On May 23, 2018, it was announced that Regina King, Don Johnson, Tim Blake Nelson, Louis Gossett Jr., Adelaide Clemens, and Andrew Howard had joined the cast of the pilot. At least one of the actors was expected to have been cast in a potentially recurring role. In June 2018, it was reported that Jeremy Irons, Tom Mison, Frances Fisher, Jacob Ming-Trent, Yahya Abdul-Mateen II, and Sara Vickers had been cast in the pilot. On August 7, 2018, it was announced that Dylan Schombing, Adelynn Spoon, and Lily Rose Smith had joined the pilot's cast. In November 2018, it was reported that Jean Smart had been cast in a starring role and that James Wolk would appear in a recurring capacity. Additionally, it was confirmed that Irons would portray Adrian Veidt / Ozymandias, that Nelson would portray a newly-devised character named Looking Glass, and that Vickers and Mison would join the cast. In January 2019, it was announced that Hong Chau and Dustin Ingram had been cast in recurring roles.
The performances of the cast during the pilot and other scenes influenced later episodes in the show's writing. When filming Irons for the pilot, Lindelof and his team found he took the character of Veidt in a comedic direction, something not suggested by the limited series. They recognized that this was "a slightly absurd and ridiculous treatment of the character" that worked for Veidt's role within the show, and stuck with it in writing the later episodes.
While reports in July 2019 suggested that actor Robert Redford would play a fictionalized version of himself in the series, Lindelof affirmed later that the real Redford would not be appearing in the show; the use of Redford is a tribute to the comic where it is suggested that Redford was positioning himself for President, in much the same way actor Ronald Reagan became President.
Trent Reznor and Atticus Ross of Nine Inch Nails were announced as the series' composers on September 20, 2018. In considering the series music, Lindelof had considered using Reznor and Ross as they had not composed for television before. By coincidence, when Lindelof suggested the pair to HBO, HBO reported that the two had been in contact with the network about doing the music just a few days prior, as they were big fans of Watchmen. Reznor stated he and Ross were also fans of Lindelof's previous work and thus sought to offer their services for the show. Reznor and Ross had already prepared pieces for the pilot episode prior to filming, allowing Lindelof to better incorporate it into the pilot. According to Reznor, their initial compositions were set for "an aggressive, sort of sleazy tone" for the show, but adapted to the series as it changed tone throughout the first season.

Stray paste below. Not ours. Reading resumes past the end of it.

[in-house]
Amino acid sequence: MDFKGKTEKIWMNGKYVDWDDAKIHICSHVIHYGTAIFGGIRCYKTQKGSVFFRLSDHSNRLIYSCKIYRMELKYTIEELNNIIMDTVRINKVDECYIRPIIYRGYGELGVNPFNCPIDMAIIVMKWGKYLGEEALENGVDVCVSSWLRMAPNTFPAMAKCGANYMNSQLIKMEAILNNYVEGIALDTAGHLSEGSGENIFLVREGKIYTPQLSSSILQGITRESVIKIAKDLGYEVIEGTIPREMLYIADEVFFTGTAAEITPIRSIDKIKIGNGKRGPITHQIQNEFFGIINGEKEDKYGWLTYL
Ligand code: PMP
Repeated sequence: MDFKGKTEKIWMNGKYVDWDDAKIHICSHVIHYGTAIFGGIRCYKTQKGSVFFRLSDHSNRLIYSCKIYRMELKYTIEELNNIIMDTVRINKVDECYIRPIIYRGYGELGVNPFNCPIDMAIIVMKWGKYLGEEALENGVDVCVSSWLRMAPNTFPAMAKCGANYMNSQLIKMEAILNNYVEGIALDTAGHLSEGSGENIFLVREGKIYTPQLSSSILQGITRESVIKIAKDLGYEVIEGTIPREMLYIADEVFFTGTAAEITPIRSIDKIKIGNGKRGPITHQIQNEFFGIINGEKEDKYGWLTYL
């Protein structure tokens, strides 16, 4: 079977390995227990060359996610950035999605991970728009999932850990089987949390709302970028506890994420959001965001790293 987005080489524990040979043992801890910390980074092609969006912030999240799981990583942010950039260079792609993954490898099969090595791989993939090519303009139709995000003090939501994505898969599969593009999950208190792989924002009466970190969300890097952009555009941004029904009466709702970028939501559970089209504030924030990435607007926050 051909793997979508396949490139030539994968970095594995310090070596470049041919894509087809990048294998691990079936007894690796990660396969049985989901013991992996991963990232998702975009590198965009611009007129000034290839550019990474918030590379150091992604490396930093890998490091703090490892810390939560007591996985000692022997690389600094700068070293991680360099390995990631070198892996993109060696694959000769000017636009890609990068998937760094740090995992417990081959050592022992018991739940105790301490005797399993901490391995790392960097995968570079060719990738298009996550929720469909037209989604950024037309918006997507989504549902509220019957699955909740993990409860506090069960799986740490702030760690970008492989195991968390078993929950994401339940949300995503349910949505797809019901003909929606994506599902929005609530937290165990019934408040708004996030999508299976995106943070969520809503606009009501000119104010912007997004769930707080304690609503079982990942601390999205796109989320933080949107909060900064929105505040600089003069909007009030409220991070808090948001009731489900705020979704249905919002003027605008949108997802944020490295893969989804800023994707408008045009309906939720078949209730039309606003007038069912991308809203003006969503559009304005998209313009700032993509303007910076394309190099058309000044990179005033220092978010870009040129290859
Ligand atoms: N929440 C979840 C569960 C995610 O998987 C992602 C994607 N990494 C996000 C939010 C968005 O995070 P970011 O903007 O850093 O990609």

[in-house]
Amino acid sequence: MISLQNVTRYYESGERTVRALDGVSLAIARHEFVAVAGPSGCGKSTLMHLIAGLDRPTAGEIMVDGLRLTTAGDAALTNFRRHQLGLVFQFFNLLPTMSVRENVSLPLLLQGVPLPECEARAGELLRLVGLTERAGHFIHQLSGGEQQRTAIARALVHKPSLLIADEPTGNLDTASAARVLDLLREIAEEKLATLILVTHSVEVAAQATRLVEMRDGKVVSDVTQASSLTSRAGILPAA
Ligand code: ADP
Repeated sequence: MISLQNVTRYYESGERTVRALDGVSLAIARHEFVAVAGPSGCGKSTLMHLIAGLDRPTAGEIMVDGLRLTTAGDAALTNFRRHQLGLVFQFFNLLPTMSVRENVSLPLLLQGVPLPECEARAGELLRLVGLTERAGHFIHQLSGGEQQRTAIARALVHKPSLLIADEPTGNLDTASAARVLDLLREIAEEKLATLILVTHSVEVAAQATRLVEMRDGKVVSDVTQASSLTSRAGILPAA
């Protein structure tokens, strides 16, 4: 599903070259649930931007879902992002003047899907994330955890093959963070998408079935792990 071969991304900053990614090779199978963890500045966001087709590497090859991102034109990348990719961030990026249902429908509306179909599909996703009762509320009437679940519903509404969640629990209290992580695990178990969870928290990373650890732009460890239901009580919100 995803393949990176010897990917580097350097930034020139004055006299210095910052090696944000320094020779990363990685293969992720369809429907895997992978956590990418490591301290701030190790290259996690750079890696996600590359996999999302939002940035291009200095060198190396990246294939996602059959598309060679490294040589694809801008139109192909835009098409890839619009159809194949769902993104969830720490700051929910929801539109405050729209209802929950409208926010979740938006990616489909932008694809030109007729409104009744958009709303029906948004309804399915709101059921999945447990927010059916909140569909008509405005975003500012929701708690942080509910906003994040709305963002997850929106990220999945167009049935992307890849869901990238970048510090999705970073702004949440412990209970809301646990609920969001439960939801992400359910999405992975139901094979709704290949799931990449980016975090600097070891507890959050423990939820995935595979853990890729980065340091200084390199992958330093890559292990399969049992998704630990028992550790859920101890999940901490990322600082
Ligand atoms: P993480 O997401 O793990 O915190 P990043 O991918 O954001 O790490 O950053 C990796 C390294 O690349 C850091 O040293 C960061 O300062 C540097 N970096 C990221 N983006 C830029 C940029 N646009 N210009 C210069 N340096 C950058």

In addition to new compositions, the show employed licensed music selected by music supervisor Liza Richardson. The songs frequently tied in with the narrative elements of the show, which was also done in the limited series. Several songs from the musical Oklahoma! are used, given the show's setting in Tulsa. "A God Walks into Abar", in which the blue-skinned Doctor Manhattan is introduced, used a number of songs themed around the color blue, such as "Rhapsody in Blue" and "The Blue Danube". The final episode "See How They Fly" incorporates many of the unusual phrases from The Beatles' "I Am the Walrus" into its visual elements.
Tying in with the first season, Reznor and Ross released three albums of music from the show on both vinyl albums and through streaming services. The first volume was released on November 4, the second on November 25, and the third on December 16, 2019.
Principal photography for the pilot commenced May 30, 2018, and lasted through June 2, 2018, in Cedartown, Georgia. Filming began on the 97th anniversary of the start of the riots during the second day of the production schedule on May 31. Throughout the month, filming occurred in additional Georgia cities and towns, including Macon, Fayetteville, Newnan, Palmetto, Brooks, Griffin, Georgia and Tucker. In October 2018, filming for the remainder of the first season began in Georgia. Filming locations that month included Palmetto, Brookhaven, Peachtree City, Decatur, and the MARTA station in Chamblee. In November 2018, shooting moved to locales such as Palmetto, Chamblee, McDonough, and the West Lake MARTA station. In December 2018, the production was working out of Union City, Newnan, and the Georgia World Congress Center. Interior shooting was filmed at Atlanta Metro Studios in Union City.